In light of a critical shortage of clinical and basic science faculty available to teach and train medical students in several countries, a team of faculty, staff and students at The George Washington University initiated a project to examine methods to supplement faculty teaching time and deliver required curricula in innovative and cost-effective ways.
The objective of this project was to collect, catalog and evaluate available e-learning curricular resources for medical schools. Specifically, to evaluate how available educational resources would function in, and their usefulness to, medical schools with limited resources. Online resources readily available by search engines were compiled.
An evaluation rubric was developed to evaluate each e-learning resource according to its cost, appropriateness for environment and patient population, required technological infrastructure, website loading speed, time demands on faculty, learning value, and comprehensiveness of content. Depending on the stated data collected, each resource was given a recommendation from 1 to 4 (where 4 means highly recommended). A total of 268 online resources were evaluated covering 19 traditional medical school courses (e.g. anatomy, pediatrics). For each subject area an average of 15 online resources were found, with an average of 2 resources receiving a recommendation of “4.” A database was created with the team findings listed.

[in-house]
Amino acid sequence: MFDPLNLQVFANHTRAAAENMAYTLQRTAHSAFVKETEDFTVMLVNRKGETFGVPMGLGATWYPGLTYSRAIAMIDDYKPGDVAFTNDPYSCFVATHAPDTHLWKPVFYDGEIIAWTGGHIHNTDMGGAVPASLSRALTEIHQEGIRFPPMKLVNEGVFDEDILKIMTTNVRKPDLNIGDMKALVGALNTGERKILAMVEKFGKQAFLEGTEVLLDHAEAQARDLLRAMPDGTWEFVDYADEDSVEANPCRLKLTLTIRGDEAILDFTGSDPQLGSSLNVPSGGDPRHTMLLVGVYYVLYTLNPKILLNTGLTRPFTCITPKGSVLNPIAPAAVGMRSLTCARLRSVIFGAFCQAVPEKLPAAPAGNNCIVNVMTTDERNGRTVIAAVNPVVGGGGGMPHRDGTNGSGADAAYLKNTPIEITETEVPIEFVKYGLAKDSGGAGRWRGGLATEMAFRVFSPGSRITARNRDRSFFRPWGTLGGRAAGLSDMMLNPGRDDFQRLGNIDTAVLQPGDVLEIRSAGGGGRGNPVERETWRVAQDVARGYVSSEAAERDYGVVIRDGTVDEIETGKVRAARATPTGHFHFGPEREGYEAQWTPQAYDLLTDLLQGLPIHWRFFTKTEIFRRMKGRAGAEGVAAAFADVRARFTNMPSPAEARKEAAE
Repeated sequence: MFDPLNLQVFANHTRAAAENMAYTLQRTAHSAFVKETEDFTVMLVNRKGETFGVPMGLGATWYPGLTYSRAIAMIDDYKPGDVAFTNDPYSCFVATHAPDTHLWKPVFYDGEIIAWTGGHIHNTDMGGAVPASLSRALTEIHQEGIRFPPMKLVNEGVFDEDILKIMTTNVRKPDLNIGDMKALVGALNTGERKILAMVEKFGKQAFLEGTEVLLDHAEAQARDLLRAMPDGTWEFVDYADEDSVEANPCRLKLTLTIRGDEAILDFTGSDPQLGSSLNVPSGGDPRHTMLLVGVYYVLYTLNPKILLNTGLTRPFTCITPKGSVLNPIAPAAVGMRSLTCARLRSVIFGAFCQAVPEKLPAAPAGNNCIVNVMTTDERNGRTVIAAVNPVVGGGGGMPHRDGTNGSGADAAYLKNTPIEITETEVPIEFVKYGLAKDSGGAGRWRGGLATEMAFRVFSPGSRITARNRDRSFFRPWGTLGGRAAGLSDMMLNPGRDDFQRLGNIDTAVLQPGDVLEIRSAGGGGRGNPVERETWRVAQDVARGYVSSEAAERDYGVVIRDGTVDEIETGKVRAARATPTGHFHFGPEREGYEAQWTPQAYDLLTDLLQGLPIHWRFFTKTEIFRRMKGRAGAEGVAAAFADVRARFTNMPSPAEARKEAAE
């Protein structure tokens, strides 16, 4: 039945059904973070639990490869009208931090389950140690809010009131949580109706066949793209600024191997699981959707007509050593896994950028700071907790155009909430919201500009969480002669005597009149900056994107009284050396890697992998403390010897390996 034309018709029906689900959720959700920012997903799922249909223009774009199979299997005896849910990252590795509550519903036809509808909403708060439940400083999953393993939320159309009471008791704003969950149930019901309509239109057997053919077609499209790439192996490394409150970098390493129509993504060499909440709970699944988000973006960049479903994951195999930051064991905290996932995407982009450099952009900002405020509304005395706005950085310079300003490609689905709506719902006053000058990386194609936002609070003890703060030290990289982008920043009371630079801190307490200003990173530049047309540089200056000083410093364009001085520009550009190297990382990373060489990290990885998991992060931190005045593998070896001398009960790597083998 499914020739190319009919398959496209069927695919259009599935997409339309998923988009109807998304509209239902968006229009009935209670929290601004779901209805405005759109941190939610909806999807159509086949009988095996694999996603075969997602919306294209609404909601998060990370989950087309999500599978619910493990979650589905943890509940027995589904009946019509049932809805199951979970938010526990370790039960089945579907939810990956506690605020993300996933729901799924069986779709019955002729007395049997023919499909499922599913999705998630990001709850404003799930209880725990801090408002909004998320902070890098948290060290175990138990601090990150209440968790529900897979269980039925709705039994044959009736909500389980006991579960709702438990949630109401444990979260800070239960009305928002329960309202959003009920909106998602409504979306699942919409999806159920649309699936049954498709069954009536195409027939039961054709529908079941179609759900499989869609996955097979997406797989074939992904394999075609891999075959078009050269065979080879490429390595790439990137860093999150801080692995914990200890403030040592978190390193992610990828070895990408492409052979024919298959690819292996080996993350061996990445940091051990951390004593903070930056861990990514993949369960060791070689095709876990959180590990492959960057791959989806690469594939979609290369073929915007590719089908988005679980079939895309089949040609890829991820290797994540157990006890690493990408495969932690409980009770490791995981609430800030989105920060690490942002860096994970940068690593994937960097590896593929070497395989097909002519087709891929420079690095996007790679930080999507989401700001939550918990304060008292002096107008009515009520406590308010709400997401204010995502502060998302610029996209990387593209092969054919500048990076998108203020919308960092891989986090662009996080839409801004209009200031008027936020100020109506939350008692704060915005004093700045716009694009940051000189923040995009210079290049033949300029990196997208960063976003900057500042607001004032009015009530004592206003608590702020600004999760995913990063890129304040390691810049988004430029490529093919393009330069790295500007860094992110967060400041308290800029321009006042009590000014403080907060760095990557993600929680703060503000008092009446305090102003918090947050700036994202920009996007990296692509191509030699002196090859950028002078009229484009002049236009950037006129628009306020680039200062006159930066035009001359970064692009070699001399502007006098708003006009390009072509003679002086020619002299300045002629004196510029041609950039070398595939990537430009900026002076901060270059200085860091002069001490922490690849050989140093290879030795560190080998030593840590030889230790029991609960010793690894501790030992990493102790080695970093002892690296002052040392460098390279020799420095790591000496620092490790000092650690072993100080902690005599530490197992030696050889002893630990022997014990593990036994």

We were able to provide recommendations for 268 existing educational resources that can substitute or supplement for faculty-lead classroom experiences. This is an ongoing project, and the course evaluations are being compiled on the MEPI web site to be made available to medical educators. What is most important is that we have established a comprehensive rubric to guide medical school deans and faculty so they can rate and compare the usefulness of these new resources for their students.View The Evaluation Rubric